partitioned networks.

   Any devices with equivalent functionality should be interchangeable
   without requiring configuration changes.  That means if a device
   breaks, it can be replaced by any other device of equivalent
   functionality without any changes to its configuration.  Even if a
   replacement device already has configuration, it should still work in
   its new position.

   A device may have configuration, but such configuration MUST NOT
   depend on the location of the device in the network.  Therefore, no
   IP addresses should be pre-configured on any devices.  No fabric tier
   should be needed.

   For scalability, every device must not need to know how to reach
   every other device.  Only a controller should be expected to know the
   entire topology.

   If two such auto-discovering/auto-configuring networks are connected
   together, the function of discovery/configuration in one network must
   not disturb this function in the other network.

   A device must accept configuration only from a well-defined set of

   Separate cabling for a management network must not be required.

   The network should function even if the controllers are disconnected.
   Link failures and restoration should be dealt with.  Device failure
   should be dealt with.  Device restoration should be dealt with as
   long as it does not require new configuration.  A controller should
   only be needed to discover and configure new devices to the network.

   The protocol does not need to be fast.

   A controller must be able to reach any device if there is any way at
   all to reach it, even if that is multiple hops between spine switches
   or any other path that may be disallowed in a normal Clos network.

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   At the same time, normal traffic must remain restricted to allowable

   The routing protocol for normal traffic must be fast and efficient.

   The network must scale to 1 million connected servers and 8 million
   links in the fabric.

3.  Solution Overview

   DHCPv6 [RFC3315] and ZTP are used to discover and configure devices
   reachable by the controller.  As the controller configures devices,
   it configures them to be DHCP relay agents.  This makes more devices
   reachable by the new DHCP relay agents, allowing the new devices to
   be configured.  As this configuration process proceeds further away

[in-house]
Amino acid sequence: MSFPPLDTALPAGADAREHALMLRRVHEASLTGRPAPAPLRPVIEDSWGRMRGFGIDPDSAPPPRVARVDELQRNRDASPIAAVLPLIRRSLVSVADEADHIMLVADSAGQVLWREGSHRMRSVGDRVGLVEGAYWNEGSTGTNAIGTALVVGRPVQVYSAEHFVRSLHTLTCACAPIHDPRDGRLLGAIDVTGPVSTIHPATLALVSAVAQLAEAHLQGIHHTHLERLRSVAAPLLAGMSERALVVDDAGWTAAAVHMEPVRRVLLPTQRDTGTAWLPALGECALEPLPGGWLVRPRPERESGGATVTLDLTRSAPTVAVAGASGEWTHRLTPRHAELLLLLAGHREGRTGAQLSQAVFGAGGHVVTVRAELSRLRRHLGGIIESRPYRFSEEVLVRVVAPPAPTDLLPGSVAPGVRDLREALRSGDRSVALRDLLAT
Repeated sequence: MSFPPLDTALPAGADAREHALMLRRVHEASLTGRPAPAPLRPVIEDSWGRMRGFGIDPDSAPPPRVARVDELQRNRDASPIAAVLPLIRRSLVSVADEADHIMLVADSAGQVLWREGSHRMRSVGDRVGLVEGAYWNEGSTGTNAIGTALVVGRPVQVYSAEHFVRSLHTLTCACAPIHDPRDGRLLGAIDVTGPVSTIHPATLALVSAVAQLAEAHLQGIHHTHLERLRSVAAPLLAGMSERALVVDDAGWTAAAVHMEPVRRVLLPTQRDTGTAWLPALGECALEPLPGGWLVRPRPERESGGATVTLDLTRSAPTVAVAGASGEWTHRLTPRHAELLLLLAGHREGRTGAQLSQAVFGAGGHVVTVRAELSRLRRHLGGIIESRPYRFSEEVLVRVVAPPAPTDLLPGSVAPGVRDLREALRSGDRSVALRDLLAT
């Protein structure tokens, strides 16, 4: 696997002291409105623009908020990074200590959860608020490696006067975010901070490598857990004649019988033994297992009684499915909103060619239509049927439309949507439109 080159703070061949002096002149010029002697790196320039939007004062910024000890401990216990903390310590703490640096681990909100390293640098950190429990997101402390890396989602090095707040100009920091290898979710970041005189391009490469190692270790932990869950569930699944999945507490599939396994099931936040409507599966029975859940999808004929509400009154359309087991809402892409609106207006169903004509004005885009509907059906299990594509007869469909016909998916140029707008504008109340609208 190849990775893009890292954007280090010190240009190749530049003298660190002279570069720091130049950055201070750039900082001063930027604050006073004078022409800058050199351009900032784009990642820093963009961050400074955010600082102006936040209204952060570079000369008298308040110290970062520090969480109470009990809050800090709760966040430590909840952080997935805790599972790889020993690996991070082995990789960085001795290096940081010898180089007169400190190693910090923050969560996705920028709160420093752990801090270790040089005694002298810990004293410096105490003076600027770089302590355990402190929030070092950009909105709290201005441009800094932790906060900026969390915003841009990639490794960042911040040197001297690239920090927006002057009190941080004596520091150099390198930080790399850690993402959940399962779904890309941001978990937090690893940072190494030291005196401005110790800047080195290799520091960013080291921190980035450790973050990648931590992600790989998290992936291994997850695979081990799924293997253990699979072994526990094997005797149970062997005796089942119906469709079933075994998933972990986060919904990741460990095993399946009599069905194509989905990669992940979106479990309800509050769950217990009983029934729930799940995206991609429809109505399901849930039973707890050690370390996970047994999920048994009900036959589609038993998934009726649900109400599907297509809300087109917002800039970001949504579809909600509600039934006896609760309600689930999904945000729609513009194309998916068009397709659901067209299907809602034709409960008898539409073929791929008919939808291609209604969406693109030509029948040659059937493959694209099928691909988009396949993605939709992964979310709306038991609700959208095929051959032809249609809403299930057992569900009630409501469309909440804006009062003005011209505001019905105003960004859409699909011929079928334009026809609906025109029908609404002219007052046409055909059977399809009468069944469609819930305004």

from the controller, it configures BGP to ensure reachabillity to all
   devices even if links were to fail.  Reachability needs to be device
   to controller and controller to device.  Every device does not need
   to be able to reach every other device during the discovery/
   configuration process.  Devices close to the controller will be used
   to forward packets to many more distant devices.  These close devices
   should not store routes to reach all those more distant devices.  A
   possible idea to reduce the routing table on close devices is to
   aggregate addresses of more distant devices.  This is difficult and
   unreliable, because before discovery completes, the number of devices
   behind any given device is unknown.  Also, if links fail, suddenly, a
   large number of devices could appear behind a different device,
   making the previous addressing structure non-aggregatable with the
   new topology.  The chosen method to route traffic from controller to
   device is segment routing.  The controller knows the topology.  With
   that knowledge, it can build a segment list to reach any device.

   In certain environments, it is required for devices to authenticate
   the network and for the network to authenticate devices.  DHCPv6
   provides a method to authenticate in both directions using shared
   keys.  TCP-AO [RFC5925] can be used to authenticate BGP sessions.
   SZTP [I-D.ietf-netconf-zerotouch] provides for authentication during
   the ZTP process.

4.  Solution Details

   Each device needs a unique identifier.  This may be printed on the
   device.  For easy servicability, a device must have a single
   identifier, visible on the outside of the device and by the
   controller.  This will be the DUID in the DHCPv6 Client Identifier